Gardeners say you should never do these things in your yard — & here's what to do instead

The solutions are easier than you think.

Gardeners say you should never do these things in your yard — & here's what to do instead
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Whether you’re looking to overhaul your garden or just give it a few upgrades, there are simple and effective ways to get results. In order to get the best hacks for your space, I’ve consulted with gardening experts to weigh in on the things you should avoid doing and the cheap things that can make your yard look so much nicer. From soil maintenance to plant pruning, check out these easy, clever solutions to common gardening mistakes, according to pros.


Mistake: Removing weeds every now & then

Solution: A tool that makes regular weeding a breeze

Instead of sporadically removing weeds, Pangborn recommends regularly pulling weeds for about 20 minutes once or twice a week. She notes that removing smaller weeds before they set seed is easier to do and can actually reduce the amount of weeds that pop up in the future. And that can be a simple task with this sturdy steel weeder. It has a long 45-inch handle, so you don’t have to bend down, and features a four-claw design that can handle weeds in most types of soil.


Mistake: Letting standing water attract mosquitoes

Solution: A solar-powered fountain with circulating water

When it comes to water, Lindsay Pangborn, plant expert at Bloomscape, discourages standing water that can attract unwanted pests. However, if you are interested in a water component in your garden, she suggests anything with moving water. Case in point, this solar-powered fountain with a pump that keeps water circulating. Just place it in a basin or bird bath with a 1.2-inch minimum depth and, depending on the six included nozzle heads you use, it can spray a height of 15.7 to 23.6 inches.


Mistake: Lighting your garden at night with battery-powered lamps

Solution: This solar-powered yard light in a cute animal shape

You’ll never need to change batteries with this solar-powered light. It’s in the shape of a cute owl, measuring 6.3 by 8.3 inches, with LED lights emanating from its eyes. And since it’s covered with protective coating and a rust-resistant resin, it can withstand any kind of weather in your yard.

  • Available colors and styles: 6


Mistake: Using pesticides to reduce invasive bugs

Solution: A marigold seed mix that creates a habitat for beneficial insects

Another Tait recommendation is the practice of “integrated pest management (IPM) techniques, which involve a combination of biological, cultural, and chemical methods for controlling pests.” To manage your garden pests in this sustainable, pesticide-free way, give these marigold seeds a try. These flowers can create a habitat for beneficial insects, who then prey on invasive insects that can damage crops. Plus, the seeds are GMO-free.


Mistake: Damaging plant roots by walking on garden beds & compacting soil

Solution: A wooden pathway to designate walking areas

Walking on garden beds can compact soil, thereby reducing aeration and damaging plant roots, according to Tait. In order to maintain healthy soil, he suggests a designated pathway in your yard. This lightweight wooden footpath easily rolls out to create an instant walkway. It’s made of natural cedar wood that’s weather resistant and made with nonslip patterns for stability. No assembly is required, and the path featured here is 8 feet long and 17 inches wide.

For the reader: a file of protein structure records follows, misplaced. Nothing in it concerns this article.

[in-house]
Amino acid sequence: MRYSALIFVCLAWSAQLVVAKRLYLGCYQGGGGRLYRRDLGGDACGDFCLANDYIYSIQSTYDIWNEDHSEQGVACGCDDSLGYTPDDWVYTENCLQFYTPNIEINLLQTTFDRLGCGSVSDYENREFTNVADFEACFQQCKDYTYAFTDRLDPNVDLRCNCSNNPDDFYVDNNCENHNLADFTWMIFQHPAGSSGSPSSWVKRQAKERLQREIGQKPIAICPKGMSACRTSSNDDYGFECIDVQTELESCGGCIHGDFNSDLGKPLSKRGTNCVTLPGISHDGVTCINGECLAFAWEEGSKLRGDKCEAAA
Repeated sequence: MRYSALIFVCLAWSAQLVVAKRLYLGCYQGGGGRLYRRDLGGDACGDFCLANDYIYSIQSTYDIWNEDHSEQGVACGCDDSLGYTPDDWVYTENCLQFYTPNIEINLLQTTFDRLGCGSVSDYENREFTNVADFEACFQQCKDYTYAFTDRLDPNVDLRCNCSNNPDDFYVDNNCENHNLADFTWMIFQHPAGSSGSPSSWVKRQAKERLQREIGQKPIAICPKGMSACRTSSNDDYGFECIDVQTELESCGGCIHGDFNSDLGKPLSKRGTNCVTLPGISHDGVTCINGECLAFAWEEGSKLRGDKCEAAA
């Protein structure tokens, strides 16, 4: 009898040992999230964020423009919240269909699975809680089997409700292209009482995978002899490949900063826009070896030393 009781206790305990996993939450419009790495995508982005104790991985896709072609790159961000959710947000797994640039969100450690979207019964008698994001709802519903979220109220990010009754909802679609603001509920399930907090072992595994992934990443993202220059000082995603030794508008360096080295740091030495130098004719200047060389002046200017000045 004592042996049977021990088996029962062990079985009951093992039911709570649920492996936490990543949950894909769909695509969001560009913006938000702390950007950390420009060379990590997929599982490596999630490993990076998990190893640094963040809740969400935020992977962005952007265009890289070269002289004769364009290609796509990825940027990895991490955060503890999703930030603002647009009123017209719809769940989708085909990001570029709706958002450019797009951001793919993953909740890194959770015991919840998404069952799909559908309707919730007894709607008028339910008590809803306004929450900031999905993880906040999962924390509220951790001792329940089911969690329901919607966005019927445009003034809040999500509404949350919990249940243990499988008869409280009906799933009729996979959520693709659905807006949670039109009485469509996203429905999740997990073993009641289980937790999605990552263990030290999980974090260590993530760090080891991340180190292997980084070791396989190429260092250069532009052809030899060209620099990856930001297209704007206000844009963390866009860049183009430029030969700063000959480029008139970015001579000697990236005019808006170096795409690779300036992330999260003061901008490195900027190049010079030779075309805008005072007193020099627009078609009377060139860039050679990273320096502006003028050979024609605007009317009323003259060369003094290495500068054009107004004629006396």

• Available sizes: 6 feet, 8 feet, 12 feet


Mistake: Using dull pruning tools that can lead to pests & disease

Solution: These sharp, carbon steel pruning shears

Failing to clean or sharpen your tools before pruning can lead to disease and pest infestations, according to Ben Hilton, founder and editor at The Gardening Fix. So using these sharp hand pruners is a solid bet. They have carbon steel blades with edge retention and are designed to cut through stalks and branches up to 0.75 inches in diameter. They also feature a nonslip, ergonomic handle and a safety lock that can easily be operated with one hand.


Mistake: Applying the wrong type of fertilizer

Solution: An easy-to-use test kit for understanding your soil

Bryan Clayton, CEO and co-founder at GreenPal, often sees a lot of homeowners applying the wrong type of fertilizer to their yard and suggests they get an understanding of “what the numbers on the side of the bag mean and when it’s the right time of year to apply.”

To get a better feel for your soil, this at-home test kit is a great option. It features a simple capsule system that tests for pH, nitrogen, phosphorous, and potash innovative (which are all helpful numbers to know before buying fertilizer). The brand recommends testing your soil several times within the growing season, so several testers are included.

  • Available sizes: 20-pack, 25-pack, 40-pack
  • Available styles: Soil test kit, digital soil test kit, soil test kit for pH, N, P, K


Mistake: Watering your plants when they don’t need it

Solution: A moisture meter that lets you know if your plant needs watering

Before watering your plants, Andy Tait, plant expert at True Green Nursery, recommends using a meter to check your soil’s moisture levels. This two-pack of moisture sensors requires no batteries and can be used indoors or outside. Just insert the meter into the soil about 3 to 4 inches and you’ll instantly know how much water your plant really needs.

  • Available colors: 2


Mistake: Not having your gardening tools on-hand

Solution: This heavy duty belt that holds a lot

With one large zipped pocket, five additional pouches, and a loop, this tool pouch is a perfect way to keep all your gardening tools, seeds, and other accessories handy while you work. One reviewer reports, “Easy to use but not too bulky.” Plus, it’s made of heavy duty canvas with an adjustable waistband for durability and comfort.


Mistake: Letting deer overtake your garden

Solution: This plant-friendly spray that deters deer in a humane way

To rid your yard of unwanted animal guests in a humane way, you might want to consider this deer-repellent spray. With potent natural actives, like garlic, peppermint oil, white pepper, cinnamon oil, and lemongrass oil, it can be sprayed directly on plants to repel them (and won’t harm your plants or the deer, according to the brand).